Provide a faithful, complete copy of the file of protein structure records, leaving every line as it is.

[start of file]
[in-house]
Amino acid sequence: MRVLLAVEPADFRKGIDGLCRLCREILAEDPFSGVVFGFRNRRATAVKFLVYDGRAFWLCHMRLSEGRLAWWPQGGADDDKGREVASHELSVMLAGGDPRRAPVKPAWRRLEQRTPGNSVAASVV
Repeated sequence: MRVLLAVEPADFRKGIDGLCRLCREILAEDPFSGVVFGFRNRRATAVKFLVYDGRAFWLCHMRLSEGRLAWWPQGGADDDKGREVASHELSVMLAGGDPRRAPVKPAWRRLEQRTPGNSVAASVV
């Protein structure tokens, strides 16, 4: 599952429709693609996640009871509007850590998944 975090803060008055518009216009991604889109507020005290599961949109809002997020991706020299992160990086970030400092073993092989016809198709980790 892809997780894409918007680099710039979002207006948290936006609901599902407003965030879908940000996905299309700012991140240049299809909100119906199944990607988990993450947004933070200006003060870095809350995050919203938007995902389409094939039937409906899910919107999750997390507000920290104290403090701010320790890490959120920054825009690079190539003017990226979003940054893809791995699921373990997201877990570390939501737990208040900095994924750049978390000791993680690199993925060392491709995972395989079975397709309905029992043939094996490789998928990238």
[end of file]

[in-house]
Amino acid sequence: MRVLLAVEPADFRKGIDGLCRLCREILAEDPFSGVVFGFRNRRATAVKFLVYDGRAFWLCHMRLSEGRLAWWPQGGADDDKGREVASHELSVMLAGGDPRRAPVKPAWRRLEQRTPGNSVAASVV
Repeated sequence: MRVLLAVEPADFRKGIDGLCRLCREILAEDPFSGVVFGFRNRRATAVKFLVYDGRAFWLCHMRLSEGRLAWWPQGGADDDKGREVASHELSVMLAGGDPRRAPVKPAWRRLEQRTPGNSVAASVV
């Protein structure tokens, strides 16, 4: 599952429709693609996640009871509007850590998944 975090803060008055518009216009991604889109507020005290599961949109809002997020991706020299992160990086970030400092073993092989016809198709980790 892809997780894409918007680099710039979002207006948290936006609901599902407003965030879908940000996905299309700012991140240049299809909100119906199944990607988990993450947004933070200006003060870095809350995050919203938007995902389409094939039937409906899910919107999750997390507000920290104290403090701010320790890490959120920054825009690079190539003017990226979003940054893809791995699921373990997201877990570390939501737990208040900095994924750049978390000791993680690199993925060392491709995972395989079975397709309905029992043939094996490789998928990238």